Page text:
Australia as one of the three major wheat exporting countries has an obligation to the world. By this we mean those countries which cannot immediately pay are precisely the ones which need the wheat most. Therefore the obligation to sell to developing countries is a national responsibility, and as such should be carried by the Australian community as a whole and not by the Australian wheat grower.

The Australian Government should ensure that facilities are provided to the AWB consistent with those available in the other major exporting countries, with whom we must compete for our export wheat trade.

The Federation therefore requests that the Australian Government underwrite the full credit risk associated with such export sales of wheat that are covered under national interest. This will bring Australia more in line with Canada and. the United States.

In paragraph 14 the Federation says:

The Federation firmly recommends that rural credits section IV of the Reserve Bank Act be amended to enable repayments to be extended beyond 12 months, where statutory marketing authorities have negotiated Government-approved long-term credit sales.

So on that matter the Minister's views are shared by the leaders of the wheat industry, as they are shared by honourable senators on this side of the Senate. I want to refer to a few other matters that have been said by the Minister for Primary Industry as spokesman for the Government. There have been suggestions or the Minister has talked about the Government not giving openended subsidies to the wheat industry or to any other industries. Let me remind the Minister that none of the previous 5-year stabilisation programs were open-ended. They always contained a limit. Let me remind him also that at no time did he or any other Labor spokesman on primary industry indicate in their election policies a hardening in policies in regard to wheat producers. Did the Minister or any other Labor Party member make any statement before 2 December such as that made by the Minister for Primary Industry at the international meeting of the Agricultural Ministers in Paris last April when he said:

Australia would need international co-operation if it was to reduce the level of assistance to farmers.

I ask also: What does the Minister mean when he talks about his intention to rationalise the industry? Now that a new stabilisation plan is being looked at I think that all these things have to be spelt out in time. So on this occasion I take the opportunity of asking those questions. If subsidies are to be referred to the Australian Industries Commission to be set up by the Government, how does the statement made by the Minister for Primary Industry square up with that policy when he said that guarantees would be strictly limited? Does this mean that the Labor Government intends to stand over the Industries Commission to determine its policies? I read a speech that was delivered under the name of the Minister for Primary Industry- I am not quite sure on that- to the Western Australian Agricultural Industry Conference held in Perth on 20 July 1 973. It is alleged that the Minister said:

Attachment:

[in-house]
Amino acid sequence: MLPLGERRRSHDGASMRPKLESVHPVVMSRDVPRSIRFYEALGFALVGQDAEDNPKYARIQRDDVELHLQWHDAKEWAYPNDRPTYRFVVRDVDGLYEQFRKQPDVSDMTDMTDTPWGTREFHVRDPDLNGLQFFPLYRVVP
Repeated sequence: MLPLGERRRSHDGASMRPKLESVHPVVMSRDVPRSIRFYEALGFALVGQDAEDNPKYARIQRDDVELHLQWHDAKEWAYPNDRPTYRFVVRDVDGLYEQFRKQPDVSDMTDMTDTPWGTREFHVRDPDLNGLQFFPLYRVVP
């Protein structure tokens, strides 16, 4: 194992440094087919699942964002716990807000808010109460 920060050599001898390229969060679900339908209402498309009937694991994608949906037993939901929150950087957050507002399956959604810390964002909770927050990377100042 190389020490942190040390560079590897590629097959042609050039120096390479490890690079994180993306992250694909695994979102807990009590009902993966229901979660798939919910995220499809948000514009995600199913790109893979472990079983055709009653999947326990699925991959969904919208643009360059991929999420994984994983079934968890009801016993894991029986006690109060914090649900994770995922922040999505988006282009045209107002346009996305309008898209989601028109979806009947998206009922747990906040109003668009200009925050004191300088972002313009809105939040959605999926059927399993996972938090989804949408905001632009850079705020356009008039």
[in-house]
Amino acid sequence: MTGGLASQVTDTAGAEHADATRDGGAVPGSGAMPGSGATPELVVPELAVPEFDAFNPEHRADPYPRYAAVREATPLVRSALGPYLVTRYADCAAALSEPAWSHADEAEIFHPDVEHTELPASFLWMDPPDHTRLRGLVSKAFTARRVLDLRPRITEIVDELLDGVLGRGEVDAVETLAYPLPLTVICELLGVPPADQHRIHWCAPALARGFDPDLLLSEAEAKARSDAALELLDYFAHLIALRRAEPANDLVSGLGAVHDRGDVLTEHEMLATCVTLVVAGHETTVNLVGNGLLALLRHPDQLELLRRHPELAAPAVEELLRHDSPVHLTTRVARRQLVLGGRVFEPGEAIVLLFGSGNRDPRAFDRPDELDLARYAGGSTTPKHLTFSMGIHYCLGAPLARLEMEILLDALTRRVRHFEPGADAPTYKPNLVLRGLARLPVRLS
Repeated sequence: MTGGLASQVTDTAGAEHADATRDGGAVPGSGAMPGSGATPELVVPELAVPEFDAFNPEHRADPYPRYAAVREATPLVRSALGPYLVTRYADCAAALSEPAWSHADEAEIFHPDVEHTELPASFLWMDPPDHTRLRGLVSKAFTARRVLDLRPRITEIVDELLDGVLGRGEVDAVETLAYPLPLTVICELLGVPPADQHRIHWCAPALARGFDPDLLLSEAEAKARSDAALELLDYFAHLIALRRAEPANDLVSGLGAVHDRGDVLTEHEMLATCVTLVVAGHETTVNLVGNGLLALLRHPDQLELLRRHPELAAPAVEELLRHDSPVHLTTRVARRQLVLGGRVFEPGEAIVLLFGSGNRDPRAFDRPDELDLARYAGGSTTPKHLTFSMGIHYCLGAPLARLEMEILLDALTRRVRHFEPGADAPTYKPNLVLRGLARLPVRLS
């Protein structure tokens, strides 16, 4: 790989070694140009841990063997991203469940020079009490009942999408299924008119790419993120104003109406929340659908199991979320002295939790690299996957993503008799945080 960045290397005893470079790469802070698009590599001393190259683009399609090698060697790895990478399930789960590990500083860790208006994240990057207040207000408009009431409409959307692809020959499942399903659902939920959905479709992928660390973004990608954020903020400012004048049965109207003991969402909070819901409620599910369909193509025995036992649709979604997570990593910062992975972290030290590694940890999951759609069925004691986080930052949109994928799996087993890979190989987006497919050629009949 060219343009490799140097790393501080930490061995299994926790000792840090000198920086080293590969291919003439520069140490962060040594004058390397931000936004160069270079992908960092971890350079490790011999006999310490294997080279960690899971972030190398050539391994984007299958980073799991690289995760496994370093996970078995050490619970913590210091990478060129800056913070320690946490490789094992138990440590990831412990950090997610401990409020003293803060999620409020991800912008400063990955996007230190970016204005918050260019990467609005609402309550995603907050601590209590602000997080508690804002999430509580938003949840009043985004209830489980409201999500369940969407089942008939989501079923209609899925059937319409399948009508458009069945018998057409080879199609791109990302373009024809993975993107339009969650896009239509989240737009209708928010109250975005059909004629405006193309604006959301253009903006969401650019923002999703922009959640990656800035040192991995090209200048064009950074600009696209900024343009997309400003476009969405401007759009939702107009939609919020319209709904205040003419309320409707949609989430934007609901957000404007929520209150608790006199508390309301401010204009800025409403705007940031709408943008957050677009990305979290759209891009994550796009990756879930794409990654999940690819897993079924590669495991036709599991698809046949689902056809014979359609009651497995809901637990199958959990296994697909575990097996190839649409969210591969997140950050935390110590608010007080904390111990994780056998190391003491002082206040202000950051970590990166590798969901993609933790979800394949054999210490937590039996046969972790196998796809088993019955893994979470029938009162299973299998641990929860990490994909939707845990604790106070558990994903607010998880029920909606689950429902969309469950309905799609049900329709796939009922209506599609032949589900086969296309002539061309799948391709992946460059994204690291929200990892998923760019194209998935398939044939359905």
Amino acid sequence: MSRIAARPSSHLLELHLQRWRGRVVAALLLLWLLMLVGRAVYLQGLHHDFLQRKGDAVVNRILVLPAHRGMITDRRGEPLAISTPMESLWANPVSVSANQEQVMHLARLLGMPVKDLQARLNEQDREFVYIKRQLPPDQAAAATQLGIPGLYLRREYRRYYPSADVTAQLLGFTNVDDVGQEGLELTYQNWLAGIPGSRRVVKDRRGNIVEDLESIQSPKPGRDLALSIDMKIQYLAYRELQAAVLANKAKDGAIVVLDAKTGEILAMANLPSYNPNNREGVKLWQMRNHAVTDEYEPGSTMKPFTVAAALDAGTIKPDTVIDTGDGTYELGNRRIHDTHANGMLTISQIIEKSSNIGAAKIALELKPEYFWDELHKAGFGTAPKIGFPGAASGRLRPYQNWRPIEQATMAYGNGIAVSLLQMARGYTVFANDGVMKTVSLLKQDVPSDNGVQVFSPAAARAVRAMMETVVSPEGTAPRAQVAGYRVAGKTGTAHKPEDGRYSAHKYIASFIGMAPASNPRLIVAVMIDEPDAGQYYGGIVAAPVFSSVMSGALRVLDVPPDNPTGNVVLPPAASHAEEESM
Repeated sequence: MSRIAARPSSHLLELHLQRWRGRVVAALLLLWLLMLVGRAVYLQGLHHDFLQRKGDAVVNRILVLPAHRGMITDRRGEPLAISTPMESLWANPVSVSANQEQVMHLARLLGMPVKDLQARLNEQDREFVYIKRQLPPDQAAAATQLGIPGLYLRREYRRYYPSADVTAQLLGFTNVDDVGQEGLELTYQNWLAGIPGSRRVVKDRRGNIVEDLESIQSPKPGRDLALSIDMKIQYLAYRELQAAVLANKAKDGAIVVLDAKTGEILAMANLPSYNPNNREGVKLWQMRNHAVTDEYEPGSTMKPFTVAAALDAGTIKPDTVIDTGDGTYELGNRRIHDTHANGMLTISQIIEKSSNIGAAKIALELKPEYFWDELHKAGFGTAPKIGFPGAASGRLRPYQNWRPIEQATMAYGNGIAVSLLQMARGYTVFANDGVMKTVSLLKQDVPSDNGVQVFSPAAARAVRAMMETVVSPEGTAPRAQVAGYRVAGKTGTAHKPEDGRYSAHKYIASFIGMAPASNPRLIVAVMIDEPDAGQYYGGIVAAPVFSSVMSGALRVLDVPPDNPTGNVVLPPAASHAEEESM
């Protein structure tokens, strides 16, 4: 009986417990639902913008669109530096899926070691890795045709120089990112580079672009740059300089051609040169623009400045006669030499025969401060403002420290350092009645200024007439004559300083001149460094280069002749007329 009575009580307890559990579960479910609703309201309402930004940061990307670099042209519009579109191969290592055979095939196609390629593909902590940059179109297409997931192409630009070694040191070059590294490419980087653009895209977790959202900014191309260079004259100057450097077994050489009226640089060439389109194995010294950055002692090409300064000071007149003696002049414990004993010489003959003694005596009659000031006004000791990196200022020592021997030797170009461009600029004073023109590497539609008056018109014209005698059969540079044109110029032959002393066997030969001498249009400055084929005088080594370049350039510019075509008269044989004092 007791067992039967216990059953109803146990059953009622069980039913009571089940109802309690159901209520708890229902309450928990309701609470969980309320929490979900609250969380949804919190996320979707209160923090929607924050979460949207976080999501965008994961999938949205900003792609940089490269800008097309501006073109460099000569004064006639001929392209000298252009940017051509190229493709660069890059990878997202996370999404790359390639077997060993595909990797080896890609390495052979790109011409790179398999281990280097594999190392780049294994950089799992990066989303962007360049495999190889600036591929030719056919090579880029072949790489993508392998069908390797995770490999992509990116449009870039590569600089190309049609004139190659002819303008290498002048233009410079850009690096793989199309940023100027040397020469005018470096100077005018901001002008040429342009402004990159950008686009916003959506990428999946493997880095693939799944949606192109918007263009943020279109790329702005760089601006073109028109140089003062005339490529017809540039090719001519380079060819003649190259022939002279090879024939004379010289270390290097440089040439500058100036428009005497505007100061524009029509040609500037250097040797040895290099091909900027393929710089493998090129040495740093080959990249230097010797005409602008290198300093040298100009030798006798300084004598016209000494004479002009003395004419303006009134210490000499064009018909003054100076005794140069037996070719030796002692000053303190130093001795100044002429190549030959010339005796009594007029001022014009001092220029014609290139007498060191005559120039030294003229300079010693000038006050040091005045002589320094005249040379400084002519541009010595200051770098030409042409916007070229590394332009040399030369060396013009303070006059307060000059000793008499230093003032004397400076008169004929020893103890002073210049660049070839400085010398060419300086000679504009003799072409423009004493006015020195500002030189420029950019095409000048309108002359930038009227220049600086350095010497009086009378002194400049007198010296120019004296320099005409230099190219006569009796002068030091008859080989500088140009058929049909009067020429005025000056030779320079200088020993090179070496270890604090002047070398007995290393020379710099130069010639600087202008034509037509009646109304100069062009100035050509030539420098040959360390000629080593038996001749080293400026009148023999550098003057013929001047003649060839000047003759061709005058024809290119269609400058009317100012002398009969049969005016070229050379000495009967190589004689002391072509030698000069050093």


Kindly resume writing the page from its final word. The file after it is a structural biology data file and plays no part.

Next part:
First let me state I do not regard my job as that of solely looking after the interests of farmers. Along with my Cabinet colleagues I have to keep in mind the interests of all Australians, whether they be farmers, town or city dwellers.

It's true that my portfolio is concerned with developing an efficient and viable rural sector but programs geared towards agriculture must be fair and reasonable and not an undue burden on the rest of the nation.

I believe very firmly that to suggest a reduction or abolition of assistance measures shows an abysmal lack of understanding of the importance of the export industries. The high standard of living in Australia and the economic strength which allows governments to carry on the kind of programs that the Labor Government wants to implement- I am not saying that in any derogatory fashion- have to come largely from the ability of Australian producers to export in competition with the world, encouraged and helped by governments. This is just what the previous Government endeavoured to do. Let me remind people that much of the export generated prosperity of this nation has been achieved for the Australian people by our primary producers, in particular by the wool and wheat producers who are often the same producers. To a very signicant degree this has happened because previous governments were prepared in the national interest to contribute funds to stabilise returns and thus provide incentives for production.

Senator Wilkinson - But you were worrying about the operation of the stabilisation scheme during the last couple of years.